CORRECTED-Brent slips below $110 on Fed policy concerns; Egypt supports
(Corrects paragraph 8 to say expectations for U.S. crude stocks support, not weigh on prices)
* Investors fear Egypt unrest could affect supply
* Libyan oil exports near lowest since 2011 civil war
* Coming up: API inventory data at 2030 GMT
* Coming up: EIA data, Fed policy minutes on Wednesday
By Jessica Jaganathan
SINGAPORE, Aug 20 (Reuters) - Brent crude prices slipped below $110 a barrel on uncertainty over when the U.S. Federal Reserve will scale back its bond-buying program, but unrest in Egypt and reduced oil product supply from Libya kept a floor under prices.
Brent crude oil futures for October fell 24 cents to $109.66 a barrel by 0215 GMT, down from a four-month peak of $111.53 on Aug. 15.
U.S. crude oil futures for September fell 7 cents to $107.03.
Investors are waiting on minutes from the U.S. central bank's latest policy meeting, due Wednesday, which could provide fresh clues on when the Fed plans to taper its monthly $85 billion in asset purchases, which many believe could begin next month.
"There's some book-squaring going on prior to the FOMC minutes on Wednesday as well as Chinese flash PMI numbers on Thursday," said Ric Spooner, chief market analyst at CMC Markets in Sydney.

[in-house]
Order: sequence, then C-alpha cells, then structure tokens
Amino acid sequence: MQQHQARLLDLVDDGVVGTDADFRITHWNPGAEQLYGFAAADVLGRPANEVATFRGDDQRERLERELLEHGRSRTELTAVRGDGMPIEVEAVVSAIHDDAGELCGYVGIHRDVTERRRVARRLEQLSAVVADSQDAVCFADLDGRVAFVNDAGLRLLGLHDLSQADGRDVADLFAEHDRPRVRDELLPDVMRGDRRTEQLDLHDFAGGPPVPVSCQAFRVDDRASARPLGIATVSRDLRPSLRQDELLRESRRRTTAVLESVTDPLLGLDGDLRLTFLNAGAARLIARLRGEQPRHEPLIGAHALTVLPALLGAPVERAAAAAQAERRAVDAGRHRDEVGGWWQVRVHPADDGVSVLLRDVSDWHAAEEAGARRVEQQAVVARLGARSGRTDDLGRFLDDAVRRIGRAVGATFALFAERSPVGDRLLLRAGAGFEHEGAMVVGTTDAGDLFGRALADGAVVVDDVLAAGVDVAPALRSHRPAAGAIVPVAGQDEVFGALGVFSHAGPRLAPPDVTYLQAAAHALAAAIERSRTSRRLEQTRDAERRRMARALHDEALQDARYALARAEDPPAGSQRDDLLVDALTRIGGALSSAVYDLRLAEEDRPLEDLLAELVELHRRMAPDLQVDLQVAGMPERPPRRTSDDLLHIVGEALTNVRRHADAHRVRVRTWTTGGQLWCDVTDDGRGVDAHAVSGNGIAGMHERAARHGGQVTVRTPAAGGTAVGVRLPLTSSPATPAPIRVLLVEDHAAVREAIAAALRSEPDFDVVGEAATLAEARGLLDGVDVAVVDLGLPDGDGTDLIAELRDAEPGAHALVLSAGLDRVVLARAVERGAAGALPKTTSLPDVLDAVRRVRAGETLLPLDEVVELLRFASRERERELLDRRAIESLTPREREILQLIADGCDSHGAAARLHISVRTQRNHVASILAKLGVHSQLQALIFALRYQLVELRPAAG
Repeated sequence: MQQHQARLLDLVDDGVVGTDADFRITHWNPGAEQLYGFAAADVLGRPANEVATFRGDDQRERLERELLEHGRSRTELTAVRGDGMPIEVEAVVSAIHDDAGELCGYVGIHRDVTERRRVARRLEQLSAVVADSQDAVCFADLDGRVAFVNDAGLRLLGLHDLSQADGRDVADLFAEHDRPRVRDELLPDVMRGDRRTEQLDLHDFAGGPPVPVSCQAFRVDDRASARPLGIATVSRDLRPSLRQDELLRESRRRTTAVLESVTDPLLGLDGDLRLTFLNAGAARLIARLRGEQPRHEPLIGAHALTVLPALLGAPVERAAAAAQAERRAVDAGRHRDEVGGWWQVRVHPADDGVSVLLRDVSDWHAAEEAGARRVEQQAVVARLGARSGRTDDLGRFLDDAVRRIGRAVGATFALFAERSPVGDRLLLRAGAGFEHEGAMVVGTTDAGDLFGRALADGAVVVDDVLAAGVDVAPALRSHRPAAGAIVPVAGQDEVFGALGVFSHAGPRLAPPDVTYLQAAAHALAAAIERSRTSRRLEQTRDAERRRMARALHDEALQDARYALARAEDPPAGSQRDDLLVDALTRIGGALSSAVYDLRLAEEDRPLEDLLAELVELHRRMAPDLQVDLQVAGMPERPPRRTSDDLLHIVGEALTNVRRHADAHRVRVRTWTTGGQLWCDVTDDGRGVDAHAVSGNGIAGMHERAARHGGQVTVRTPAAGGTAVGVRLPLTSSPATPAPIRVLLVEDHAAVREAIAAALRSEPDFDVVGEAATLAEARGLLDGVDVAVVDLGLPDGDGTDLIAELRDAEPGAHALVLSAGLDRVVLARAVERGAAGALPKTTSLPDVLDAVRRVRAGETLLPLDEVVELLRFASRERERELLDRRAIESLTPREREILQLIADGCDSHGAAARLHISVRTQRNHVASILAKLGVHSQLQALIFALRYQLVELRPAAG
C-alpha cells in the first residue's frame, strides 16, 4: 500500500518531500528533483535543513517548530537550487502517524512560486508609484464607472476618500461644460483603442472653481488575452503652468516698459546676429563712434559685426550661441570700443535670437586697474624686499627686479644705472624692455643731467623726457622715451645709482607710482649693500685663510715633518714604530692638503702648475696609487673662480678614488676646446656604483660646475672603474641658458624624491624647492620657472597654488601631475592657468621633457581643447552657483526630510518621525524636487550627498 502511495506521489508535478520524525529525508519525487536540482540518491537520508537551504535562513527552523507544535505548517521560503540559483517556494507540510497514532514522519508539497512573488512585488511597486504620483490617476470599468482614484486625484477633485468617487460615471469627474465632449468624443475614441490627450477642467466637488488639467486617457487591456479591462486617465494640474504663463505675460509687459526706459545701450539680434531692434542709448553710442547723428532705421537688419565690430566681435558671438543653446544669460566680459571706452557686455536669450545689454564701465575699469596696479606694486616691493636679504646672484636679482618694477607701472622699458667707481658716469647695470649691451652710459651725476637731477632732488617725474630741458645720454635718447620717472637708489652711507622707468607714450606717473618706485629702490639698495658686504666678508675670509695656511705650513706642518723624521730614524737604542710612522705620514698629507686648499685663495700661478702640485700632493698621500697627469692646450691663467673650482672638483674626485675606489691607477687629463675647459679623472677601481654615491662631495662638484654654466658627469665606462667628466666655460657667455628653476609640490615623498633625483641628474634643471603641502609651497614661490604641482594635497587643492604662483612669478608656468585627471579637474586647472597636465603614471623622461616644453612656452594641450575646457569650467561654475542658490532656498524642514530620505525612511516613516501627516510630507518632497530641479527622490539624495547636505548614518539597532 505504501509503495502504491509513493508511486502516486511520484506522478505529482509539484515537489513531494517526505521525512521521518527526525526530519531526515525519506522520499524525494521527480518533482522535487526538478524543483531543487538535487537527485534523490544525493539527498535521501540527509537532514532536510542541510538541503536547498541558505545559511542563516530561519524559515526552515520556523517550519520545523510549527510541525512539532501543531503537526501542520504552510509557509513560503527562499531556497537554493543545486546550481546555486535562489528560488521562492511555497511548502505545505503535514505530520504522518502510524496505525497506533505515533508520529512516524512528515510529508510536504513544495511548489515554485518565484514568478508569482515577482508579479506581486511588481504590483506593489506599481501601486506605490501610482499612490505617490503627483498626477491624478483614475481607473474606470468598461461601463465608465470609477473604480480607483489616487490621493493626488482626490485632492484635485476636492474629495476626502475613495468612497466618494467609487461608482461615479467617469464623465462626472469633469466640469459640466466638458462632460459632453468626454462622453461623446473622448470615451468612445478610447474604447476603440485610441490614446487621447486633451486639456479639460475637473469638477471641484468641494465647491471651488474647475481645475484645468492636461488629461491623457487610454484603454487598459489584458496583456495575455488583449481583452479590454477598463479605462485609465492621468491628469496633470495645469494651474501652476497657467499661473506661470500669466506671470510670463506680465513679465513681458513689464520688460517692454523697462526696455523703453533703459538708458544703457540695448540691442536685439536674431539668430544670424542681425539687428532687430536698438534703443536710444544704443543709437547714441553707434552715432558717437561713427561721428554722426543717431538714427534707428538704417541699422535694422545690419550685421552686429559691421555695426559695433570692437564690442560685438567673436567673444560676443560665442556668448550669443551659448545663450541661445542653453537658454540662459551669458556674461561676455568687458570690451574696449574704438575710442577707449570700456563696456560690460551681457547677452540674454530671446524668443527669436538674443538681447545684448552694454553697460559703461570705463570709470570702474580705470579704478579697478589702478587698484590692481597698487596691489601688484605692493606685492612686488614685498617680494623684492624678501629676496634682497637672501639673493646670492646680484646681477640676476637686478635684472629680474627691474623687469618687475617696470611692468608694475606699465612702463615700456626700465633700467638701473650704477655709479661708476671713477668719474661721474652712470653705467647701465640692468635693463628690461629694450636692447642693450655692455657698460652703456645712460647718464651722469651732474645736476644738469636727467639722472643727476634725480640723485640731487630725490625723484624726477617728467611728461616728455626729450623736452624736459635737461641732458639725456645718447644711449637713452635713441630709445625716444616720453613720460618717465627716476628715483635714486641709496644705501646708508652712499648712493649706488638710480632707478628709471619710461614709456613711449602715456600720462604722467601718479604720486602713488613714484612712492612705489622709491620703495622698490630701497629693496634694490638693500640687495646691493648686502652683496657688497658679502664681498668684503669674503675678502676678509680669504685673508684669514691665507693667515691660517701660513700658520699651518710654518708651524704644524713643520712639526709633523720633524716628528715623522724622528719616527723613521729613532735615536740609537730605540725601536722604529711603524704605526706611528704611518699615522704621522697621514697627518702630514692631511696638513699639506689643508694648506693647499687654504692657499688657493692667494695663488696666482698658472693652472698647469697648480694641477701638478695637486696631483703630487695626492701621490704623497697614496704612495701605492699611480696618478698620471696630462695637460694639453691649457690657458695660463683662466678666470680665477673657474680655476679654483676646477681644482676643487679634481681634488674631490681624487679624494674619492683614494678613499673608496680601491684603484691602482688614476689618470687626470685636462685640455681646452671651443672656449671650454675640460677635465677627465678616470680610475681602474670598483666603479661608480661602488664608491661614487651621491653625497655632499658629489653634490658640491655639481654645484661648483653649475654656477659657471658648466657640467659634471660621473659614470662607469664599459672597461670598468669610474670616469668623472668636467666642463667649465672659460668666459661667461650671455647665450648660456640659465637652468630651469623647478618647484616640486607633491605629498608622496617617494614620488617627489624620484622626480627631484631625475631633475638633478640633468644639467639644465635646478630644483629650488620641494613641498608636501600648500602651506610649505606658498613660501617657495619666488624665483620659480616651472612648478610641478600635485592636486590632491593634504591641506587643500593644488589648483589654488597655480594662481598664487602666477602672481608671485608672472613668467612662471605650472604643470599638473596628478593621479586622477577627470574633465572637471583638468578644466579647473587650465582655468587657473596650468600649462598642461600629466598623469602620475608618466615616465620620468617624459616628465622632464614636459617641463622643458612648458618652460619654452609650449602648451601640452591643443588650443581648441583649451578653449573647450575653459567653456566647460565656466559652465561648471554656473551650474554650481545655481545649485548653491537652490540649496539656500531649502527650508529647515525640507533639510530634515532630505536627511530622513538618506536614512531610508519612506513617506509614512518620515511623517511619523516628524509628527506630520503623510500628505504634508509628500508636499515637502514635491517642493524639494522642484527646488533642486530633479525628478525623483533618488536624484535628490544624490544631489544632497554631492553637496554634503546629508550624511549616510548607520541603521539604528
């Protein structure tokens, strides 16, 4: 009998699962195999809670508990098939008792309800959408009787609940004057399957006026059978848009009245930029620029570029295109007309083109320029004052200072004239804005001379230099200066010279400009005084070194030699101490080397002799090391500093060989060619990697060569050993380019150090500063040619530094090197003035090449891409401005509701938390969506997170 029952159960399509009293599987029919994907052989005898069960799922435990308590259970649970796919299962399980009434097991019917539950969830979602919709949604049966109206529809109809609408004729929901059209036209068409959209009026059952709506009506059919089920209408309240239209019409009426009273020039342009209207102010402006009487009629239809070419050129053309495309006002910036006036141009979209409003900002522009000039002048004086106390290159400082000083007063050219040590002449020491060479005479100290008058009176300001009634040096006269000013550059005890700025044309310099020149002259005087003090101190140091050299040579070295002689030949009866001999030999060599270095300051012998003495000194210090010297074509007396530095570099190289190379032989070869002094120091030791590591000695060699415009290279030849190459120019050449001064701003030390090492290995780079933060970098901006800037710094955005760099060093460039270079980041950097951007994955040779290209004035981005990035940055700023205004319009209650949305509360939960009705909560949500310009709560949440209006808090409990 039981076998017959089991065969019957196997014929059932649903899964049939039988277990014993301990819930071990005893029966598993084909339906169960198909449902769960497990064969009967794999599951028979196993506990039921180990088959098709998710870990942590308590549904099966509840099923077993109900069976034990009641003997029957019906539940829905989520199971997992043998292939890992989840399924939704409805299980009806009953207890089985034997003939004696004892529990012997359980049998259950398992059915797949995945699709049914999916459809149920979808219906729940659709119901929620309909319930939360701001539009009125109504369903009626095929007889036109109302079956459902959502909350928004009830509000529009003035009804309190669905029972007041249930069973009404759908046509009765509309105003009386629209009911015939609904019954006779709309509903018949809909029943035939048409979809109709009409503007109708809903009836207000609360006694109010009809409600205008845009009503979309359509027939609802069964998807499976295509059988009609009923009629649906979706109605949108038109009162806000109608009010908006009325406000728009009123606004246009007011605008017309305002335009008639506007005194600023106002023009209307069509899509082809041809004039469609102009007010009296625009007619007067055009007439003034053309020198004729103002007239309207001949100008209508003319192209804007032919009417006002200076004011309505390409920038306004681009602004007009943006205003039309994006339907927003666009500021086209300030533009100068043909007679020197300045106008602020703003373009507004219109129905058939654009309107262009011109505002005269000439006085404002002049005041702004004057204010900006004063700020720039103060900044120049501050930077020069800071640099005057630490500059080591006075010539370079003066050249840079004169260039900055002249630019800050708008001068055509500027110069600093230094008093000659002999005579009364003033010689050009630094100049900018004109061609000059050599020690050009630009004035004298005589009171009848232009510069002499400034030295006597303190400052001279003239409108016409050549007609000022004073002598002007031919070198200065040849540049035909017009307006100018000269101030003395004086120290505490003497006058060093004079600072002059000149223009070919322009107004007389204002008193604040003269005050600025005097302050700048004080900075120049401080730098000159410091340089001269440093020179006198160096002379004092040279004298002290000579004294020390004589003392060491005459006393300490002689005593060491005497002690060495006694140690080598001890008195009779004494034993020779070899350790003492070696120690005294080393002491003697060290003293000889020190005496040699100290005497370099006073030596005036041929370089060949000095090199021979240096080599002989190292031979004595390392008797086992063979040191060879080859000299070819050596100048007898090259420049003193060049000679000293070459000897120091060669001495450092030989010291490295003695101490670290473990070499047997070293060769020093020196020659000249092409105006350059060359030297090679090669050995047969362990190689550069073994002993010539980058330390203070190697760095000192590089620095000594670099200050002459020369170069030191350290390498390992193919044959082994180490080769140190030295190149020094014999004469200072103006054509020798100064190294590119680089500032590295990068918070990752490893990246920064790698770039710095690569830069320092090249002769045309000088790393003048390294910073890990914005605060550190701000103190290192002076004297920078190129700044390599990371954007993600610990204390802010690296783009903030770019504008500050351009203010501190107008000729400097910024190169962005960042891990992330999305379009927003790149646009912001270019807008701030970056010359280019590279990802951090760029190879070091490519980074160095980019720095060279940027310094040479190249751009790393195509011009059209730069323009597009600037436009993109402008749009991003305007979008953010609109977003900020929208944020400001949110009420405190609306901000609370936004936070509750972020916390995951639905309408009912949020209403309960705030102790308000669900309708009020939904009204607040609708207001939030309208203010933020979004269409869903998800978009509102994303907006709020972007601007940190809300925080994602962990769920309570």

"The market remains well supplied so we've arrived at a level where traders are starting to get a bit more concerned about the downside risks if there's potentially any increase in the U.S. dollar as a consequence of what the Fed does which would represent a negative for oil prices."
The HSBC China flash manufacturing PMI data will be scrutinised for clues on demand in the world's second largest oil consumer.
Supporting oil prices, U.S. commercial crude inventories likely fell last week by 1.4 million barrels, an initial poll of Reuters analysts showed, ahead of the release of weekly data.
Industry group API is set to release its stockpile report on Tuesday at 2030 GMT. The U.S. Energy Information Administration issues its data on Wednesday at 1430 GMT.
MIDDLE EAST UNREST
Egyptian security forces have arrested the top leader of the Muslim Brotherhood, state media reported on Tuesday, pressing a crackdown on his group.
Almost 900 people, including more than 100 soldiers and police, have been killed since last week in clashes pitting the followers of deposed Islamist President Mohamed Mursi against the army-backed government.
Egypt is not a major oil producer, but investors worry that unrest there could spread throughout the Middle East, which pumps more than a third of the world's oil.
"There's already a risk premium built in for Egypt so I think overall the position of the market is downward, and there will probably only be more risk premium added into prices if there are possible moves to threaten cargo moves in the Suez canal or the pipeline," Spooner said.
Libya was forced to suspend contractual obligations with a force majeure on some oil exports on Monday, acknowledging weeks of disruption which has cut shipments to their lowest since the civil war of 2011.
About half of Libya's over 1.2 million barrel per day export capacity remains shut down, industry sources said.
Goldman Sachs said on Monday it expected tighter oil markets to propel Brent to $115 "in the very near term". (Editing by Richard Pullin)